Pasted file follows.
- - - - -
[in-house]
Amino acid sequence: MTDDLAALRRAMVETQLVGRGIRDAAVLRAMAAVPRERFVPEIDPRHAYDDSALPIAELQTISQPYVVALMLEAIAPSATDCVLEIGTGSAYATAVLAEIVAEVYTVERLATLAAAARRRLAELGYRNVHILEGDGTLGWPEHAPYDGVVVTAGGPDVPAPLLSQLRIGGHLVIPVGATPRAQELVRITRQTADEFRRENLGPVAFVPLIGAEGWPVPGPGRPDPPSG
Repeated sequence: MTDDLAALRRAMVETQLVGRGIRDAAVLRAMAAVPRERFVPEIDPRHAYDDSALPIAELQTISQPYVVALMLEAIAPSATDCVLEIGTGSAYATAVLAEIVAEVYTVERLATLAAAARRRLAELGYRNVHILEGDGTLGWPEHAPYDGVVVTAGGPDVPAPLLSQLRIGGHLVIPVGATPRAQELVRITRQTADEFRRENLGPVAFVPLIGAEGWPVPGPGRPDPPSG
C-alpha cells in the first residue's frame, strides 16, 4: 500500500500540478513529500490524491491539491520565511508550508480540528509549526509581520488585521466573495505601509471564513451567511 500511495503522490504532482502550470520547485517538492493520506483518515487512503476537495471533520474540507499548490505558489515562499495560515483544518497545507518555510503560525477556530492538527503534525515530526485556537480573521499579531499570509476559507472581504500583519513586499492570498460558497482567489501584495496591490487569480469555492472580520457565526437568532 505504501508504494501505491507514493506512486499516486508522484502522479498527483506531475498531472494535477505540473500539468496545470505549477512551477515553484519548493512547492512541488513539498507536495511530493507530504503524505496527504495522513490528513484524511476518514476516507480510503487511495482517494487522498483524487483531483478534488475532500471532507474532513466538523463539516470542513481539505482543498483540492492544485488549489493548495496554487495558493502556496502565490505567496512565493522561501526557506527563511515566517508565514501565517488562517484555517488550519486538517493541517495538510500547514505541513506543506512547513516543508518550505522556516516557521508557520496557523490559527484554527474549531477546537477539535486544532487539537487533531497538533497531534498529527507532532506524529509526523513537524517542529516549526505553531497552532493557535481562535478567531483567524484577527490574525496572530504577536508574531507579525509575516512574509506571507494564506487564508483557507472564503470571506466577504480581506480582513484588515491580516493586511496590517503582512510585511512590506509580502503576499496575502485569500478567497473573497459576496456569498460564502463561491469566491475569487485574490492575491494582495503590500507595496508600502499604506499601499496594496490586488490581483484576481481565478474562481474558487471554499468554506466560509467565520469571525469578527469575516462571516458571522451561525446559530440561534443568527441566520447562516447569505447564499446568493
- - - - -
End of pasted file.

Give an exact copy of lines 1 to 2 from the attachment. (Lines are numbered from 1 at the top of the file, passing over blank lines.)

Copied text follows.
[in-house]
Amino acid sequence: MTDDLAALRRAMVETQLVGRGIRDAAVLRAMAAVPRERFVPEIDPRHAYDDSALPIAELQTISQPYVVALMLEAIAPSATDCVLEIGTGSAYATAVLAEIVAEVYTVERLATLAAAARRRLAELGYRNVHILEGDGTLGWPEHAPYDGVVVTAGGPDVPAPLLSQLRIGGHLVIPVGATPRAQELVRITRQTADEFRRENLGPVAFVPLIGAEGWPVPGPGRPDPPSG